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GOP Senate candidate won't answer on climate change

Senatorial candidate U.S. Rep. Cory Gardner, (R-Colo.), left, gestures during a debate with incumbent U.S. Sen. Mark Udall, (D-Colo.), in Denver on Oct. 6, 2014. (Brennan Linsley/AP)
Senatorial candidate U.S. Rep. Cory Gardner, (R-Colo.), left, gestures during a debate with incumbent U.S. Sen. Mark Udall, (D-Colo.), in Denver on Oct. 6, 2014.

Colorado Republican Rep. Cory Gardner became the latest Republican to dodge climate change questions on Tuesday, dancing around a debate query for so long he earned boos from the crowd and repeated reprimands from the moderator.

Gardner has repeatedly denied the existence of climate change: he voted against an amendment earlier this year that would have acknowledged that climate change is man-made, but he appears to be particularly struggling with the issue during his campaign for U.S. Senate. On Monday, he admitted that he believes pollution contributes to climate change, only to lean towards denial  again on Tuesday night. He and incumbent Democratic Sen. Mark Udall are neck-in-neck in the polls: a recent CBS/New York Times/YouGov poll showed Udall up by three, while a Quinnipiac poll released mid-September showed Gardner up by eight points. 

Despite growing evidence, extreme weather patterns, and devastating effects on the environment, more than a half of the country either believes  climate change is natural or doesn't think there's enough evidence to prove that climate change is man-made. Gardner's indecisive answer signals the country's divide over the issue, particularly in the wake of President Obama's executive order that the country must reduce its emissions significantly in the years to come. 

Photo Essay: The Arctic's devastating transformation

During the lightning round, yes-or-no portion of The Denver Post debate between Gardner and Udall, the Republican was asked “do you believe humans are contributing significantly to climate change?”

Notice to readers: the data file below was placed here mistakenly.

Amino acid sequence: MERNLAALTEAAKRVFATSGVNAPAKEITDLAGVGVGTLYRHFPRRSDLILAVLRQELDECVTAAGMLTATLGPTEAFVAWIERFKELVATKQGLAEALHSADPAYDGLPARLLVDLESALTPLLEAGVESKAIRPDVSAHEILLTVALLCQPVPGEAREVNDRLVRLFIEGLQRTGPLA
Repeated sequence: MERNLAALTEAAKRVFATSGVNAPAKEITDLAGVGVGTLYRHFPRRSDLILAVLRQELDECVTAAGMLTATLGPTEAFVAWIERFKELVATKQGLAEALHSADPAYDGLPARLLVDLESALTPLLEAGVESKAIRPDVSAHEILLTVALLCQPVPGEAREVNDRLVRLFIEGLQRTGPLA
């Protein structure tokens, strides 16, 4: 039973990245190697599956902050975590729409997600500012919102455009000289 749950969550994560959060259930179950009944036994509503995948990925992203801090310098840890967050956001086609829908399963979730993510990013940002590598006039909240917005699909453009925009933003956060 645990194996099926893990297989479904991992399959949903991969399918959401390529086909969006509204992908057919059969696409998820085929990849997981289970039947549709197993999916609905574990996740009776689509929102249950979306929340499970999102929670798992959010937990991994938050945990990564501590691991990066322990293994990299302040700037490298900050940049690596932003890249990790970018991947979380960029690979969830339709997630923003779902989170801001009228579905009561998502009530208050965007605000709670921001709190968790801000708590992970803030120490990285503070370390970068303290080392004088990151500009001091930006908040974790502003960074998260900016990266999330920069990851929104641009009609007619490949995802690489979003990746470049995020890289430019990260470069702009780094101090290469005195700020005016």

“Well, I’ve said all along climate is changing,” Gardner began, earning reprimands from the moderators to answer in one word.

“This is an important issue and I don't think you can say yes or no," Gardner fired back, earning boos from the crowd and another reprimand.

“I believe climate is changing, but I disagree to the extent that’s been in the news that man is changing—” he started again, earning a third reprimand and a reminder that he would have time later to explain his answer if he wanted.

“Look, I think we ought to be able to provide an answer. This is a serious debate, we’re both running for the United States Senate. This is a serious issue and I don’t think we should shortchange serious issues with yes or no answers without being able to talk about them now,” he said.

“These yes are no questions are meant to be answered yes or no, because they should come from a core belief that you would hold,” the moderator said. “We’ll move to the senator.”

“Do you think humans are contributing significantly to climate change?” a moderator asked Udall.

“Yes," the Democrat said. While Udall's answer was better received by the debate crowd, he too side-stepped a question on Obama's job performance to the chagrin of the moderators as he -- like many other Democrats -- seek to distance themselves from their party's unpopular president.